When did you first start telling stories? Do you remember your first story?

I recall very well a story about a WWI flying ace chimp. He flew a biplane with machine guns that fired bananas. That was 4th grade I believe. I remember also that instead of saying, The End, I capped it off with an end page that read, The Living End.

After that I wrote things constantly. I wrote plays for the class to perform in 5th and 6th grades and novelized a comic book series in spiral notebooks. It never stopped from there.

What would you put in your backpack if you were to spend a week on a deserted island?

Toilet paper. You never know about the accommodations on those deserted islands. After the essentials were taken care of I would stuff the backpack with my laptop, I’m (almost) always working. My Kindle loaded with a few great books. A solar charger because I think of those things. And then I would worry about how to bring enough ice and diet Dr. Pepper.






What are your three favorite books? And what are you reading now?

Reading now is easy. It is all nonfiction at the moment. I have How To Clone A Mammoth by Beth Shapiro going along with Spillover by David Quammen, Rabid by Bill Wasik and a couple of others. The one by Beth Shapiro is because I’m researching for a novel about animals restored from extinction and genetically modified. The others are because I have an interest in plagues, and disease. Fun guy aren’t I?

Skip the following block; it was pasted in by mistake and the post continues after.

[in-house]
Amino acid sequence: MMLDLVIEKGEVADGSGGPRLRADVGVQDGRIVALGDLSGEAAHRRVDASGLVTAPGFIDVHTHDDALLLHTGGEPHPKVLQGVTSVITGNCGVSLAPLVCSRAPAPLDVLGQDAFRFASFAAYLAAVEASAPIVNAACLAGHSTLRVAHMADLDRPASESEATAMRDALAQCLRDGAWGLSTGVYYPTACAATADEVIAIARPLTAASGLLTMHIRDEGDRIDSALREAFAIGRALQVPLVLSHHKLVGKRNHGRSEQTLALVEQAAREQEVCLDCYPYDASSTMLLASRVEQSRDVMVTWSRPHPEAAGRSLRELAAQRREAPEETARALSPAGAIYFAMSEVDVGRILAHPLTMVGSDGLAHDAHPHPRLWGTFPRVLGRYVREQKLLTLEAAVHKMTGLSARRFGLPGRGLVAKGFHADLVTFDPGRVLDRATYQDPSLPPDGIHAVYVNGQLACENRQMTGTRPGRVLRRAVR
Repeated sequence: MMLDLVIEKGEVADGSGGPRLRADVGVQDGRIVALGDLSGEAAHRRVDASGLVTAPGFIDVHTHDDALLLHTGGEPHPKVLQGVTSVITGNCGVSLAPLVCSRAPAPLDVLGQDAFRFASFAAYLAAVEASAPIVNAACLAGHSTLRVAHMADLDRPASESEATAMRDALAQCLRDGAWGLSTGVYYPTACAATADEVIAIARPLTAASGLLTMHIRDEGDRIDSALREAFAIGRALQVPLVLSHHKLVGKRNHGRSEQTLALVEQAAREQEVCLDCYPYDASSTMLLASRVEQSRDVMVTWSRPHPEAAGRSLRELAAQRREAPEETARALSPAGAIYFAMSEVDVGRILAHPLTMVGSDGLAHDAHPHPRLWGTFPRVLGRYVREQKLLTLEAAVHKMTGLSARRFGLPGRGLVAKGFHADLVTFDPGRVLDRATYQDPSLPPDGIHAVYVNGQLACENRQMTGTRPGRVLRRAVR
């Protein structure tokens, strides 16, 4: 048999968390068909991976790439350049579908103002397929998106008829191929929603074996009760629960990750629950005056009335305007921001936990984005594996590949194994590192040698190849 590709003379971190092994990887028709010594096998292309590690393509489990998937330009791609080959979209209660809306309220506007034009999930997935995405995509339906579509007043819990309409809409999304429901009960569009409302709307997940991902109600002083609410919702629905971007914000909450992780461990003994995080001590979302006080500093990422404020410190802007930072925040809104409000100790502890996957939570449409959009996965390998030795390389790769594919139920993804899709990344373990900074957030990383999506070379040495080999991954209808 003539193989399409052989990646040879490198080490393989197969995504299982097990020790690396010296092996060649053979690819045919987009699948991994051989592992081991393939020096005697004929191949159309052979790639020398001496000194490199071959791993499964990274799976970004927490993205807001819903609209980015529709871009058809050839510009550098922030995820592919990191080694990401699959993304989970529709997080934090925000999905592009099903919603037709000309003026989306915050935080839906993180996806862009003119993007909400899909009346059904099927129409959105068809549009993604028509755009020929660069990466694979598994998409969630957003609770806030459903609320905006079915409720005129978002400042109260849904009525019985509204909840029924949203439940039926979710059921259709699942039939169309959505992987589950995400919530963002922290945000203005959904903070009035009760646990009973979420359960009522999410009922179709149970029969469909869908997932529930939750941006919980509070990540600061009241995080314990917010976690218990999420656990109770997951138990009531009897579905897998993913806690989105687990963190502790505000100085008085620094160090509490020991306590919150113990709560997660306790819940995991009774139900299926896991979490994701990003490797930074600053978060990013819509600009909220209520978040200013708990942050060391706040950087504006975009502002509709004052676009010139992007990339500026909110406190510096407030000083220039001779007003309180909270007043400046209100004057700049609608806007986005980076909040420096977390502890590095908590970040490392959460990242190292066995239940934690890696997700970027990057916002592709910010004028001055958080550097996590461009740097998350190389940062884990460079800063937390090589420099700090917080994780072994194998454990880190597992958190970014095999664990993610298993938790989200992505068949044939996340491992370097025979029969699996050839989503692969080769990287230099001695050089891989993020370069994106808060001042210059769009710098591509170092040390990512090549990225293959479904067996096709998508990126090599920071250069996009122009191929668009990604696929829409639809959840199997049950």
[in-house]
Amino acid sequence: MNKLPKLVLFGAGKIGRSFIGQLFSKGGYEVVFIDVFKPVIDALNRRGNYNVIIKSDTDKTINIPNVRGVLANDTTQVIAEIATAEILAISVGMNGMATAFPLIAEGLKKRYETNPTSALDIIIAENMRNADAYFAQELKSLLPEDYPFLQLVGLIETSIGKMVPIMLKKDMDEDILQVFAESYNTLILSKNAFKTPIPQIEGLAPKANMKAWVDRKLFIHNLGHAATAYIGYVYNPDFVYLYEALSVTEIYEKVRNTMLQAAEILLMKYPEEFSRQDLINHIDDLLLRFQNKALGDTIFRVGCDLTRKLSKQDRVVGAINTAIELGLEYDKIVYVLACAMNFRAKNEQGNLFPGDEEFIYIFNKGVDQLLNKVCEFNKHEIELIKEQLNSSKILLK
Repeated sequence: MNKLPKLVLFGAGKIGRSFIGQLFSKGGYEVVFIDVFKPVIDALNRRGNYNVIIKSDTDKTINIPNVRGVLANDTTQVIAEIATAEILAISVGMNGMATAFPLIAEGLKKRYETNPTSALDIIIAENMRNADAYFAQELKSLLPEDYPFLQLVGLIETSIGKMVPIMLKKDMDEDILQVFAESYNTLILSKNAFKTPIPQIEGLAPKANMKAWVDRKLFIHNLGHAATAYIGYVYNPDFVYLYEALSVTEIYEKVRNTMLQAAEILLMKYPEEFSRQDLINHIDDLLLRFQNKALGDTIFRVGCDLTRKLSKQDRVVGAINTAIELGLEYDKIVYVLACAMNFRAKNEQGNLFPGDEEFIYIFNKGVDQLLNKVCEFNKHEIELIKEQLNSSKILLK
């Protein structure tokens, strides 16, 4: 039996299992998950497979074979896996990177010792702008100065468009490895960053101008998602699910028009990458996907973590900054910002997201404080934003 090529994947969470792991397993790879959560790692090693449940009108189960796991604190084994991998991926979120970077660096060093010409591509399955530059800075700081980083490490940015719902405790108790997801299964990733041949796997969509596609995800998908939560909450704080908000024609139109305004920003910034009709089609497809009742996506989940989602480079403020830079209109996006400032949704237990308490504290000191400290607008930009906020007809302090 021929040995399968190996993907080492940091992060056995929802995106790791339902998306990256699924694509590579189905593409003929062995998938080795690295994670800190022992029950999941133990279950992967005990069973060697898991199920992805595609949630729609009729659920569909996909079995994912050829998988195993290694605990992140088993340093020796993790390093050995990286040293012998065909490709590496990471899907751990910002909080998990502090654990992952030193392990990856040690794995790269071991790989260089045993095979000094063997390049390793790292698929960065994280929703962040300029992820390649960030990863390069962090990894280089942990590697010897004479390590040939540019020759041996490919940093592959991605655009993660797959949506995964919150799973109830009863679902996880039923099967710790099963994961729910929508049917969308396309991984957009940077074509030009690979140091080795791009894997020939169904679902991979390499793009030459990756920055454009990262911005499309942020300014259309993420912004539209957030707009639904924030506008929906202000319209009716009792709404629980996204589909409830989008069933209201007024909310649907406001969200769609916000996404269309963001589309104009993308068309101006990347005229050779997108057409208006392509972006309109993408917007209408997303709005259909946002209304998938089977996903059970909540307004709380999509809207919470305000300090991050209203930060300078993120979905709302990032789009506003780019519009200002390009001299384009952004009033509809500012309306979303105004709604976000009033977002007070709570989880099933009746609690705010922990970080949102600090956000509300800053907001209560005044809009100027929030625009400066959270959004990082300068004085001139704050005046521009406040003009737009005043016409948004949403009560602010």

Favorite books—that’s hard. At any time that list will shift. But almost always you will find, Fear and Loathing in Las Vegas, The Killer Angels by Michael Shaara, Stranger in a Strange Land by Heinlein, Salem’s Lot by King, Lonesome Dove by Larry Mc Murtry, and something from Craig Johnson, one of the many greats from James Lee Burke and anything by Shelby Foote.

Limiting it to three favorite books—I don’t think I can decide.

Who influenced your writing the most? Do you think you are still evolving?

Those are questions that are definitely tied together. I am still evolving from the early influences of Poe, Robert Lewis Stevenson, and Edgar Rice Burroughs. I loved adventure and horror but the books I had access to were mostly classic. For a long time I thought that was the way “real” books were written. That shifted as I discovered comic books. Later, I was drawn to science fiction in large part by the incredible cover art. I fell under the influence of Heinlein, Asimov, Clarke, and Bradbury. They led me to Vonnegut and many other wonderful authors. In each phase the influence of the authors was like seasonings in a stew. They blended and spiced everything I did. After that I began reading mysteries. I went from Arthur Conan Doyle and Agatha Christie to Elmore Leonard. But I think I hit my niche with the amazing horror and thriller novels of the 1970’s. I read so much King, Blatty, Benchley, Masterson, Matheson, Straub etc. there was no way not to be influenced.